Keiun Building

In Tokyo, between Shibuya and Harajuku, facing Fire Street, one finds an interwoven mesh of fire colored motifs covering the façade of the Keiun Building, a renovation done by Aisaka Architect’s Atelier. As if it were a basket woven out of burnt twigs and, living embers, the Keiun Building (Keiun meaning, in japanese, “clouds in a sunset sky which is regarded as a propitious sign”) is placed between “Fire Street” – where it faces the fire department – and the Yamanote railroad line.

Courtesy of Aisaka Architect's Atelier. Photography by Shigeo Ogawa

Courtesy of Aisaka Architect’s Atelier. Photography by Shigeo Ogawa

These horizontal meshes of braided flames (aluminum plates, actually) are alternated with fenêtres en longuêur, through which the inside of the building is allowed to breathe. Behind these windows the rythm of the pillars is made apparent. They are tastefully parted from the façade walls, making the façade effectively independent, exterior, almost skin or scab-like. Despite having little more interest other than the attemptedly eye pleasing effect of the aluminum plates on the façade, this building is intended by the authors as an auspicious sign for people on the way to Yoyogi Gymnasium, an Olympic site in 2020.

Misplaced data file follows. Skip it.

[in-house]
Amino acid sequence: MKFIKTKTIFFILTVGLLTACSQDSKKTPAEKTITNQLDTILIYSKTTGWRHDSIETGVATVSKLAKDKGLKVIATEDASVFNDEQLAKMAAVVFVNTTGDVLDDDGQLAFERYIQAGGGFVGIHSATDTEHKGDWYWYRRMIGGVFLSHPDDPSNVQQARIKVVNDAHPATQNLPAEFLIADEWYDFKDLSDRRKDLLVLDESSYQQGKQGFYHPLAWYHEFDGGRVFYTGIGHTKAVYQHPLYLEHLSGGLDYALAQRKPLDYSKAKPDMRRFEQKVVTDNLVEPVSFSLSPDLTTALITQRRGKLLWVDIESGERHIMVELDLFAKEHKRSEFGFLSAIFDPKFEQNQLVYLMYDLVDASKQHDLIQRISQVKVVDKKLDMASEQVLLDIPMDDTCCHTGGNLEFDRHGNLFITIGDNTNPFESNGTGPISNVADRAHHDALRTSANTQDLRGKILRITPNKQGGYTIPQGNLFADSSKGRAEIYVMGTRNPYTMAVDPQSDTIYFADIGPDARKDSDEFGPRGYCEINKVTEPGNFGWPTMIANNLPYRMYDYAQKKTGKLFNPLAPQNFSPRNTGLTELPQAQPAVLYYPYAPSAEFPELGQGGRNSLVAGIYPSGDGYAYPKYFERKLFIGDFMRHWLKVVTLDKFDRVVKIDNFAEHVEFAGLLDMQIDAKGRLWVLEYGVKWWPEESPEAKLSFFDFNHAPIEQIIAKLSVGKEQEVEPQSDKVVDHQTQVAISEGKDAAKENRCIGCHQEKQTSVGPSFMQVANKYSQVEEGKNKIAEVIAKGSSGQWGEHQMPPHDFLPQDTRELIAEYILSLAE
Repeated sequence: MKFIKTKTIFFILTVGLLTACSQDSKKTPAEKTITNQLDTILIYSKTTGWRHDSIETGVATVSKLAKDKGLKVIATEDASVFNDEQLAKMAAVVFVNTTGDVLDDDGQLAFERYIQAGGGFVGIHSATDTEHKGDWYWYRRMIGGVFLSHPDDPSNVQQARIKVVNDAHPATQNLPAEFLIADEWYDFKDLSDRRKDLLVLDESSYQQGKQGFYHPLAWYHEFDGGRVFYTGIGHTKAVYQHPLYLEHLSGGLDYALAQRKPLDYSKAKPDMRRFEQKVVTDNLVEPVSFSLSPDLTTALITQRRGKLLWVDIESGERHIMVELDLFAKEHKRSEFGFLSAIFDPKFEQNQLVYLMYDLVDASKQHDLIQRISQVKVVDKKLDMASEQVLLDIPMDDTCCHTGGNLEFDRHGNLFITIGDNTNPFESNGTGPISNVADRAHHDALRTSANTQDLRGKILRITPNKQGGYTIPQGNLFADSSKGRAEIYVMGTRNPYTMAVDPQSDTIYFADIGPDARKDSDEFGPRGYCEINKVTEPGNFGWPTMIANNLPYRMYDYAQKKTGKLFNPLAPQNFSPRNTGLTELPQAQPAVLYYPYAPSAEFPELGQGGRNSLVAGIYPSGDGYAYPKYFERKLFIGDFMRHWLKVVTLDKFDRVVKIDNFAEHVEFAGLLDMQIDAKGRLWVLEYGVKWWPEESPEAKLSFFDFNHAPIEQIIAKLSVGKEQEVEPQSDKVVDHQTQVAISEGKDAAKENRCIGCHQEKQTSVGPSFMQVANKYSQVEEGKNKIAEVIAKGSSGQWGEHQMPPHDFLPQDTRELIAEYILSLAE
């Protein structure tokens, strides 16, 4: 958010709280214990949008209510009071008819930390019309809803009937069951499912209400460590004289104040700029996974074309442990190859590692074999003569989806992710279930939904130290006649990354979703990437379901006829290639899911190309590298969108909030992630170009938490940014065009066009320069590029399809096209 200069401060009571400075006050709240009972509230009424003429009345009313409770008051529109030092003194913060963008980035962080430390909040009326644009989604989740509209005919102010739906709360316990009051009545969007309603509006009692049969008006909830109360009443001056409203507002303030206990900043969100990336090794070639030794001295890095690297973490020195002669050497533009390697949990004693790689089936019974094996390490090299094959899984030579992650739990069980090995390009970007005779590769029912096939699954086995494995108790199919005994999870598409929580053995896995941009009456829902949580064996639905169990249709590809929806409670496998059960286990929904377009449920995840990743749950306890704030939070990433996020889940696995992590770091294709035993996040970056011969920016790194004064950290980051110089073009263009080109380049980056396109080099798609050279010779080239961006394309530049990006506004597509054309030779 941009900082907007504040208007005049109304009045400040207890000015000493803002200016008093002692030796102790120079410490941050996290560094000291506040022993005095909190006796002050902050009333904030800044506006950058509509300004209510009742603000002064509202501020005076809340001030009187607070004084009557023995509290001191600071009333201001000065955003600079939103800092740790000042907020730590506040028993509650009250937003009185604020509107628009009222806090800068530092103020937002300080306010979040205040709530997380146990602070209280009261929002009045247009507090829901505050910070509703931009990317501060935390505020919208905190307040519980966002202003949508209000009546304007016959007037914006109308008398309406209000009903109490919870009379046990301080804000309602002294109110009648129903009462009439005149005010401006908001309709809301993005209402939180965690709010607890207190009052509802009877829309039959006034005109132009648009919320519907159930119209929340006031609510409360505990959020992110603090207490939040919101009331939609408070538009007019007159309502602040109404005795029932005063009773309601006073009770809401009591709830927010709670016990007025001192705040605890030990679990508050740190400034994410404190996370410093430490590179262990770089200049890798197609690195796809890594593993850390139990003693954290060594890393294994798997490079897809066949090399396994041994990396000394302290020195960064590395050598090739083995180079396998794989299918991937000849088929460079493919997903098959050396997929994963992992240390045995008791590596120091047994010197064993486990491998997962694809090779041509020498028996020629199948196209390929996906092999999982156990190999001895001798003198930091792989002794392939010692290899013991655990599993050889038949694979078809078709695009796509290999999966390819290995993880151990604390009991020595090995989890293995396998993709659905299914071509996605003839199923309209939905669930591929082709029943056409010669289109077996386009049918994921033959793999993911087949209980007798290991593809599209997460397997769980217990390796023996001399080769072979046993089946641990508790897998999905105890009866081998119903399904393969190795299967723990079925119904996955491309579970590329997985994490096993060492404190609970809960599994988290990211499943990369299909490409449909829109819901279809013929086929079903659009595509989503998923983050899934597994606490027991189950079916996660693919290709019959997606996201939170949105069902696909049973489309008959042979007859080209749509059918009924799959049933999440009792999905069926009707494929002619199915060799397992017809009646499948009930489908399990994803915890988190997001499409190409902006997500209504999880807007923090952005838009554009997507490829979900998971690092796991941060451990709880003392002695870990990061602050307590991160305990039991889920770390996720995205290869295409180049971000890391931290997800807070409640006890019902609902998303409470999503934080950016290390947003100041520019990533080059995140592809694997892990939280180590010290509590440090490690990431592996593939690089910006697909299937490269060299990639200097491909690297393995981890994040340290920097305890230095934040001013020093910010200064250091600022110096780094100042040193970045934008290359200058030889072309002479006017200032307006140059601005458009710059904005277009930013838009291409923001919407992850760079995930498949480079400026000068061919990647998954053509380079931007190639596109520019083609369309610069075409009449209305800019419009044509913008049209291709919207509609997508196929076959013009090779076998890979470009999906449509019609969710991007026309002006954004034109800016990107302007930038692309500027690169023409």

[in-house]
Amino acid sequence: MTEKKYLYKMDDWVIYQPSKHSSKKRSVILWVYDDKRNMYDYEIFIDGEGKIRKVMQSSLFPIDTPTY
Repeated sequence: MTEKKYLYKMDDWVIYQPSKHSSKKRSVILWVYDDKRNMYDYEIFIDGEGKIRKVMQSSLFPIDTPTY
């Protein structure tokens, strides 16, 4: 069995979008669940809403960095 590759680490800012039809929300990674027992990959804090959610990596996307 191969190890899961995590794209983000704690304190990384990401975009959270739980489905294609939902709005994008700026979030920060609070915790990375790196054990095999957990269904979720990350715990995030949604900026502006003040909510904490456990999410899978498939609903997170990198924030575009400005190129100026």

Courtesy of Aisaka Architect's Atelier, Photography by Shigeo Ogawa

Courtesy of Aisaka Architect’s Atelier, Photography by Shigeo Ogawa

It feels as though the authors attempted to reconcile two dialectically  opposite positions – to be an eye catching moment in Fire Street, while being a somewhat modest and reserved gesture. As if they took a sober building and tried to make it more flashy and extravagant – but only a little. And that is, perhaps, the biggest flaw of this project; one gets the feeling that there is a lack of coherence in the intentions and gestures of the architects.

Courtesy of Aisaka Architect's Atelier, Photography by Shigeo Ogawa

Courtesy of Aisaka Architect’s Atelier, Photography by Shigeo Ogawa

By: Daniel Anthony Fraga

 

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